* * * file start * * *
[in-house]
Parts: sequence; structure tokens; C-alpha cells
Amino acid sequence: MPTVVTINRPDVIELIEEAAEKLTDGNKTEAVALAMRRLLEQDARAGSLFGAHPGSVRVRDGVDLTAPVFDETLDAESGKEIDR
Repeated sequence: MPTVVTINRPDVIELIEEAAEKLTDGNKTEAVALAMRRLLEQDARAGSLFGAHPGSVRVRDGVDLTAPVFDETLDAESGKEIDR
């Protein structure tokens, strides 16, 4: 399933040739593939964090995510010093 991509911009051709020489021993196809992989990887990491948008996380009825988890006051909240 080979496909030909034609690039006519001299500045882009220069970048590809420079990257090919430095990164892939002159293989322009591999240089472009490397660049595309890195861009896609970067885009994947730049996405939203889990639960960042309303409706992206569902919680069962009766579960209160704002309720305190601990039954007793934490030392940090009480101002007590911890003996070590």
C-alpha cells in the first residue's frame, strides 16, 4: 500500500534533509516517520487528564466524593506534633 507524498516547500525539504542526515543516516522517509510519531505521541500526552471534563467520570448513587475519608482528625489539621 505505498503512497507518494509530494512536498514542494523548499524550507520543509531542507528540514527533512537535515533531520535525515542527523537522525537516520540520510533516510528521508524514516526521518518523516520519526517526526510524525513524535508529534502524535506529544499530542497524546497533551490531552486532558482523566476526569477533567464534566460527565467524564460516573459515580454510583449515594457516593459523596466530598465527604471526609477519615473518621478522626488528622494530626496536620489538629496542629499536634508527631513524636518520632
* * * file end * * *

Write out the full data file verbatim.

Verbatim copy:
[in-house]
Parts: sequence; structure tokens; C-alpha cells
Amino acid sequence: MPTVVTINRPDVIELIEEAAEKLTDGNKTEAVALAMRRLLEQDARAGSLFGAHPGSVRVRDGVDLTAPVFDETLDAESGKEIDR
Repeated sequence: MPTVVTINRPDVIELIEEAAEKLTDGNKTEAVALAMRRLLEQDARAGSLFGAHPGSVRVRDGVDLTAPVFDETLDAESGKEIDR
């Protein structure tokens, strides 16, 4: 399933040739593939964090995510010093 991509911009051709020489021993196809992989990887990491948008996380009825988890006051909240 080979496909030909034609690039006519001299500045882009220069970048590809420079990257090919430095990164892939002159293989322009591999240089472009490397660049595309890195861009896609970067885009994947730049996405939203889990639960960042309303409706992206569902919680069962009766579960209160704002309720305190601990039954007793934490030392940090009480101002007590911890003996070590």
C-alpha cells in the first residue's frame, strides 16, 4: 500500500534533509516517520487528564466524593506534633 507524498516547500525539504542526515543516516522517509510519531505521541500526552471534563467520570448513587475519608482528625489539621 505505498503512497507518494509530494512536498514542494523548499524550507520543509531542507528540514527533512537535515533531520535525515542527523537522525537516520540520510533516510528521508524514516526521518518523516520519526517526526510524525513524535508529534502524535506529544499530542497524546497533551490531552486532558482523566476526569477533567464534566460527565467524564460516573459515580454510583449515594457516593459523596466530598465527604471526609477519615473518621478522626488528622494530626496536620489538629496542629499536634508527631513524636518520632